Some leading US scholars worry about their federal government.
You sense it in their testimony before the Congressional Joint Economic Committee here. Many want drastic constitutional changes. Others aren't sure.
The man who has brought them together is Rep. Henry S. Reuss (D) of Wisconsin , who is leaving Congress after serving there for 28 years. He says he thinks the caliber of Congress is better - but its organization worse - than when he took office. Mr. Reuss wonders, not immodestly, if his hearings aren't the best compendium of constitutional problems since the document was written, with quill pens, during that hot summer in Philadelphia so long ago.
''This country is in trouble,'' he says. ''High interest rates, recession, unemployment, and bankruptcies are tearing us apart. I see a destructive period of stagnation ahead, unless we change our course.''
But that's not the real problem with which Mr. Reuss and his successive panels of political scientists have been wrestling for a year or two - it's Congress and the Constitution itself. Should we face the problems now?
''There will never be a better time than in the four years between now and our constitutional bicentennial (1987) to see whether public opinion wants and supports change,'' Mr. Reuss says.
The room where Reuss directs his inquiry is as big as a basketball court. He sits on a perch above the panel, which looks like a recitation of prize scholars. On a particular day, it includes former Treasury Secretaries C. Douglas Dillon and Elliot Richardson and former US Sens. William Fulbright and Hugh Scott. On the next day, come historians James MacGregor Burns and James Sundquist, among others.
Concern over the political process isn't just confined to Congress. For example, the current issue of the New Yorker magazine seems to fill its whole number with a two-part series by Washington correspondent Elizabeth Drew on the rise of political action committees. These groups seem to be grabbing influence in Washington as the old-fashioned political parties lose discipline.
''Increasingly the shape and nature of our politics is being determined by the interests that have the money to contribute and the technicians who instruct the candidates in how to raise it and use it,'' Ms. Drew says.
In the annual budget battle between White House and Congress, Reuss says nobody seems to know who's in charge anymore. Deficits are staggering. Are lobbyists taking over? Addressing colleagues for the last time before retiring to a different kind of public life, Reuss declares: ''As we approach the 200th anniversary of our Constitution - 'the greatest document ever struck off by the hand of man' - it's well to ask whether our system of government is still adequate to do the job.''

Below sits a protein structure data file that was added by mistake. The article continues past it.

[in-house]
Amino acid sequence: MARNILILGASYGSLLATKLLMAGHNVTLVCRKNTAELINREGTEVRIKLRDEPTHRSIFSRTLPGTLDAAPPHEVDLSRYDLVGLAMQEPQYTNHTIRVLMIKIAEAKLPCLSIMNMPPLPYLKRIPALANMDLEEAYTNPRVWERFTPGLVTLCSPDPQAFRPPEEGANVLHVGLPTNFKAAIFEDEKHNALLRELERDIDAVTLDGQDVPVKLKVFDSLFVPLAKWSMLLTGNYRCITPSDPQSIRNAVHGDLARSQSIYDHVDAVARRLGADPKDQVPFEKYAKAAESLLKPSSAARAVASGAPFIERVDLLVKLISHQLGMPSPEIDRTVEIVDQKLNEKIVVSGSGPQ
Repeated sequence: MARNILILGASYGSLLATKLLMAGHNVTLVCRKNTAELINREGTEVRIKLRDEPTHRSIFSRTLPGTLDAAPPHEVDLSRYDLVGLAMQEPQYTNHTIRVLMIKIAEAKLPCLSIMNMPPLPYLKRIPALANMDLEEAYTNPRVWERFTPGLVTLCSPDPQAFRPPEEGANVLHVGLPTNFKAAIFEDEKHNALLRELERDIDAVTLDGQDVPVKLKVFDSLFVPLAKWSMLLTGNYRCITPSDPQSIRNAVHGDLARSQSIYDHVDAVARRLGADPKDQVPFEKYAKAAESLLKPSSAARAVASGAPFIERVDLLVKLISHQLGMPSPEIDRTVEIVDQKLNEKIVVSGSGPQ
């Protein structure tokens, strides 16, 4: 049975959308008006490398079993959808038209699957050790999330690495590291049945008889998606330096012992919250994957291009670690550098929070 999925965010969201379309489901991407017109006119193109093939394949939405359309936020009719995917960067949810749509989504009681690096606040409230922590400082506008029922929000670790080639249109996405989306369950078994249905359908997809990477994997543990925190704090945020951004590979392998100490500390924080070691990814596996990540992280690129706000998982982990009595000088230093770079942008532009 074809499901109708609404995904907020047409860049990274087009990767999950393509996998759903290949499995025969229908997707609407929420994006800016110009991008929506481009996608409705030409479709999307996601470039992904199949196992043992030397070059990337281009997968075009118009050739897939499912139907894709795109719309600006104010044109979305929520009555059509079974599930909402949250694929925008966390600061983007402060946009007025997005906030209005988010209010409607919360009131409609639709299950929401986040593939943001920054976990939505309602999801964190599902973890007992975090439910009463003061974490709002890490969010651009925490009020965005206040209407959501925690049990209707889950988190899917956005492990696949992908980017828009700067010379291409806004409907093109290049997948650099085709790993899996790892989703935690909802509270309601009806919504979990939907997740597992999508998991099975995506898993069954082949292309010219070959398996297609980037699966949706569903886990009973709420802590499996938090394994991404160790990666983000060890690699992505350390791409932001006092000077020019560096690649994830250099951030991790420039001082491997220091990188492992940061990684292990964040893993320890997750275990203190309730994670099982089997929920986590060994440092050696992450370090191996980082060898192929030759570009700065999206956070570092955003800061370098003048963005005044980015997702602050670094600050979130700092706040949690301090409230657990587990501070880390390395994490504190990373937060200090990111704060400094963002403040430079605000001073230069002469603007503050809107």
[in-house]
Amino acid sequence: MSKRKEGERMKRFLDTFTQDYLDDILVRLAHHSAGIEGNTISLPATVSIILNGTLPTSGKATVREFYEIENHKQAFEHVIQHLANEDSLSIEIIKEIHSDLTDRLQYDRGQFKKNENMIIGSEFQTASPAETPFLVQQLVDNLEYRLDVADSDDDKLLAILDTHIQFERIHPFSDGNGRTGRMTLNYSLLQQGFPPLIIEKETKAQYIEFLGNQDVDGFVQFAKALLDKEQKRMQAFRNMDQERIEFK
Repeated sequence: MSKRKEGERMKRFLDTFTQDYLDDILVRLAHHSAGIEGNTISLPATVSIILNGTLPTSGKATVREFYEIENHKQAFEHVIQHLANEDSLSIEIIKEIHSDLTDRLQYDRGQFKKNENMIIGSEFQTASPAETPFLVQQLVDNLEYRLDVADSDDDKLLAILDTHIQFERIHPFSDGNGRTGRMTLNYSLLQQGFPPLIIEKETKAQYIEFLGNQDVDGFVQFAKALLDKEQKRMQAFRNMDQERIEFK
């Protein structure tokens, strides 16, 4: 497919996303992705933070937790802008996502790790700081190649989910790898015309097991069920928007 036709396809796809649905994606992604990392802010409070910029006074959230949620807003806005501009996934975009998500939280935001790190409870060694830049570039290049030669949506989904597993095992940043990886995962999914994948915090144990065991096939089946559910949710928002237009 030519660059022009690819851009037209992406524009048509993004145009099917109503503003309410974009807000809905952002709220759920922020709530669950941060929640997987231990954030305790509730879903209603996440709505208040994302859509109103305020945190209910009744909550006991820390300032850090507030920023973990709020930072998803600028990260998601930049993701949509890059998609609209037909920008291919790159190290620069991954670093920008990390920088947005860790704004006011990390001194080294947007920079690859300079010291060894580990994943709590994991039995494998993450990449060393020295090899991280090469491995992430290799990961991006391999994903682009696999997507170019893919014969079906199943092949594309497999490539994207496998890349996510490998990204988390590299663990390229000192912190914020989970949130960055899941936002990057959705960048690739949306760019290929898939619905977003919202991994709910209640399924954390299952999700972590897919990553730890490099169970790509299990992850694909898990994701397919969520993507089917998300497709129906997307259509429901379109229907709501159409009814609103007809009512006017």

The founding fathers themselves, he notes, wanted each generation to consider anew whether improvements might not be necessary.
Colleagues praised Reuss Dec. 7 in the Congressional Record. On retirement, the spry, 70-year-old plans to devote himself to teaching, practicing law, and writing. He also seems likely to be a continuing prod to Congress. In days gone by, he was author of legislation that established the Peace Corps, and he made news in the House during the revolt of the liberal Democratic Young Turks over the seniority system that had made him chairman of the powerful Banking Committee for five years.
Reuss says he thinks Congress is less effective than 28 years ago. Indeed, some people, he says, are wondering if lawmakers are equal to the tasks ahead. He taps off changes during the more than quarter of a century he has served: ''The weakening of the political parties, the rise of the 'electronic congressman,' reform efforts that backfired, and uncontrolled campaign expenditures.''
It was a feudal system when Reuss entered the House - with committee chairmanships awarded by seniority. That's all gone today. But now it's harder to say who's in charge.
''The political parties provided us with party doctrine when we were in session and campaign contributions at election time,'' he recalls.
The seniority system was thrown out in 1975, but ''we went too far,'' Reuss says. ''We created a whole new set of power centers. We prevented those responsible from exercising their responsibility. Congress became less effective than ever.''
Then came a new development: The Supreme Court in 1976 (Buckley v. Valen) ruled that free speech allowed rich candidates, or political action committees, to boost campaign spending.
Reuss offers three radical proposals.
* Let the President, Senate, and House be elected on the same ballot and serve for the same term. That might increase chances of unity. And let the President and Congress each have an opportunity, once a term, to dissolve Congress and hold an election. Example: If the House rejected the MX missile (as it has just done), the President could demand a showdown national election, in which he would have to run himself and take his chances.
* Repeal Article 1, Section 6 of the Constitution (forbidding congressmen from sitting in the Cabinet) and let them serve in the legislative and executive branches at the same time.
* Reduce the Senate's power. Reuss says other democracies have cut the authority of upper houses (such the House of Lords in Britain). Let the Senate still confirm treaties, pass on presidential appointments, and preside over impeachments, but restrict its power to delay bills.
Says Reuss: ''This century has seen a succession of unresolved tensions in the government. There will never be a better time than in the next four years to the bicentennial to see if the public wants and supports change.''